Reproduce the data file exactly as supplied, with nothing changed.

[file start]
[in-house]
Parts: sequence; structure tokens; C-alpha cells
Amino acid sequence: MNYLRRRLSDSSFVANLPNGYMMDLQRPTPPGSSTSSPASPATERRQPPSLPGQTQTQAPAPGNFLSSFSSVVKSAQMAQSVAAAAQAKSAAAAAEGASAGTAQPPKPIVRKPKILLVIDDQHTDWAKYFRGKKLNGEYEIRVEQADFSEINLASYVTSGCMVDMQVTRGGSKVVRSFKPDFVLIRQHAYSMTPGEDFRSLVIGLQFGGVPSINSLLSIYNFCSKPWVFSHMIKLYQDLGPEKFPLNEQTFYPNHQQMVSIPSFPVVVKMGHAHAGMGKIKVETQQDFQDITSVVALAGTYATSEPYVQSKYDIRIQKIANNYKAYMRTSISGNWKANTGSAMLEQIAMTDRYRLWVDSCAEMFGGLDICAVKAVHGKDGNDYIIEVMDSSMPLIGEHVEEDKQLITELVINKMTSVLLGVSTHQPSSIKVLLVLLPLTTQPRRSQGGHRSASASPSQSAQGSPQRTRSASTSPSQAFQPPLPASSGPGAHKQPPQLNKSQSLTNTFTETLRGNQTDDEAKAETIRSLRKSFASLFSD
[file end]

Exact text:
[in-house]
Parts: sequence; structure tokens; C-alpha cells
Amino acid sequence: MNYLRRRLSDSSFVANLPNGYMMDLQRPTPPGSSTSSPASPATERRQPPSLPGQTQTQAPAPGNFLSSFSSVVKSAQMAQSVAAAAQAKSAAAAAEGASAGTAQPPKPIVRKPKILLVIDDQHTDWAKYFRGKKLNGEYEIRVEQADFSEINLASYVTSGCMVDMQVTRGGSKVVRSFKPDFVLIRQHAYSMTPGEDFRSLVIGLQFGGVPSINSLLSIYNFCSKPWVFSHMIKLYQDLGPEKFPLNEQTFYPNHQQMVSIPSFPVVVKMGHAHAGMGKIKVETQQDFQDITSVVALAGTYATSEPYVQSKYDIRIQKIANNYKAYMRTSISGNWKANTGSAMLEQIAMTDRYRLWVDSCAEMFGGLDICAVKAVHGKDGNDYIIEVMDSSMPLIGEHVEEDKQLITELVINKMTSVLLGVSTHQPSSIKVLLVLLPLTTQPRRSQGGHRSASASPSQSAQGSPQRTRSASTSPSQAFQPPLPASSGPGAHKQPPQLNKSQSLTNTFTETLRGNQTDDEAKAETIRSLRKSFASLFSD